How to Solve Shortage of Olympics Accommodations for Corporations During the 2020 Tokyo Olympics
A similar problem was raised during the Millennium Open Golf Championship in St. Andrews, certainly an area much smaller than Tokyo and already facing a shortage of Olympics hotel rooms. To accommodate a large software company we were working with we were able to “house” them on Cunard’s QE2 in the Firth of Forth and shuttle them to St. Andrews by car.
Similarly for the firstname.lastname@example.org, we solved the housing shortage by utilizing accommodations in Nice and the issues of transportation and viewing spots by using helicopters to shuttle them to viewing areas on yachts in the marina, so in essence we created an entire experience for them—lodgings in the Cote d’Azur, flying in a helicopter, and getting trackside views for one of the world’s premier events. It’s a formula we were also able to duplicate for the Grand Prix in Abu Dhabi the following year, and one that could always be a possibility when it comes to Tokyo 2020 corporate travel.
Not to say that we are giving ideas to the Tokyo Olympic Committee, but reports have come out that the government plans to use cruise liners stopping in Japan as hotels for visitors to the 2020 Olympics in Tokyo. The government is working on setting guidelines on hotel ships for cruiseline operators and tourist agencies, hoping that the hotel ship system will also be used for large-scale events in the future. Other alternatives are in the works, such as renting out rooms in private homes, which might solve the lodging dilemma for tourists from Ohio, but won’t provide a solution for corporate executives used to more upscale accommodations.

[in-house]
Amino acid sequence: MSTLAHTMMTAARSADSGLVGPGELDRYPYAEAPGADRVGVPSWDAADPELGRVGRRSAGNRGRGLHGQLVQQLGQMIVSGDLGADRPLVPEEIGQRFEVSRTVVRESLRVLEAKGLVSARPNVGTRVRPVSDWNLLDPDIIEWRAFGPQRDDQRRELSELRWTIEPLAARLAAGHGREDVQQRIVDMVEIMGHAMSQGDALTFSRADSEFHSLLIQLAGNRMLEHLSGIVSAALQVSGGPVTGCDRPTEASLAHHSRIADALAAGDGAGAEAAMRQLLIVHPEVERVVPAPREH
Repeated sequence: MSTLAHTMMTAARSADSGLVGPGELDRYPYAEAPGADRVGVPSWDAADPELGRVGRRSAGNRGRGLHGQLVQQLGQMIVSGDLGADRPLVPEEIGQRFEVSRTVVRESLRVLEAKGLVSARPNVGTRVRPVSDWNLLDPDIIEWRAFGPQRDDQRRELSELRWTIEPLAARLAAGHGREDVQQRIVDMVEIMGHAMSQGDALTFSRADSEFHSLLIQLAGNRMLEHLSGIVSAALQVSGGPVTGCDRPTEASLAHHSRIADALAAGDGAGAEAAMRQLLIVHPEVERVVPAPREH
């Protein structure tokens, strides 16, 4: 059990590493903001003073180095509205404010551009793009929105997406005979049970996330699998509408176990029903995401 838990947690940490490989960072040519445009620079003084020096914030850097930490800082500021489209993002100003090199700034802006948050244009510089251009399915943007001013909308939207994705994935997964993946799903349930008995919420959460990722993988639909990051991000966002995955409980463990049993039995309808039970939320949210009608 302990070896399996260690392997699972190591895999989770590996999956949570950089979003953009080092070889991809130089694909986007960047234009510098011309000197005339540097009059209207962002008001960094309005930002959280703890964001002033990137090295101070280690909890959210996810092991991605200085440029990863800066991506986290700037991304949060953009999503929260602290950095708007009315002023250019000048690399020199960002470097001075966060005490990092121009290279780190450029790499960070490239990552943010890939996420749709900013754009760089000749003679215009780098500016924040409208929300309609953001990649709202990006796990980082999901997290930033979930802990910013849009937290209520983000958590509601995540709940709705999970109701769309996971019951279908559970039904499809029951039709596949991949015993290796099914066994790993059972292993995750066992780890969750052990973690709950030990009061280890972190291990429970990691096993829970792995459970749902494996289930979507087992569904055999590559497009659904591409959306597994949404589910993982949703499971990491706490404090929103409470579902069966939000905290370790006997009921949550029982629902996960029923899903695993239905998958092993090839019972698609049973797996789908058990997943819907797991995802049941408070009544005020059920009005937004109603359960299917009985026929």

Another issue facing the country is that with all the plans in place to add rooms by 2020, who is going to build them? The biggest challenge to Japan’s accommodation sector in future times may not be oversupply, but shortage of labor. There is a serious lack of construction workers with the increasing demand for building projects linked to the Olympic Games.
The Japanese government wants to bring 40 million tourists to Japan in 2020, with more than eight million Japanese and foreign people, including games-related officials, forecast to come to Tokyo just for the 2020 Olympics. Securing accommodations for these people is an urgent task for the government, as is the task facing corporate travel managers for large to mid-size companies throughout the world who are trying to secure rooms for their top-level executives, and forced to compete with deep-pocketed sponsors, many of them Fortune 50 companies which earn the most revenue and hold the greatest sway over the world's finances than any other businesses. Not to mention the ability to book the best rooms in Tokyo for the 2020 Olympics.
But don’t despair. There are creative alternatives available that can offer your executives the opportunity to witness this premier sporting event while also enhancing the entire travel experience. Much like the athletes training for the Games, you just need to be willing to let your imagination go that “extra mile.”
Franc Jeffrey is CEO of EQ Travel, with offices in the United Kingdom and Boston, MA. He has over 25 years experience in global corporate travel. Franc can be reached at email@example.com. For more info read about or corporate travel services.
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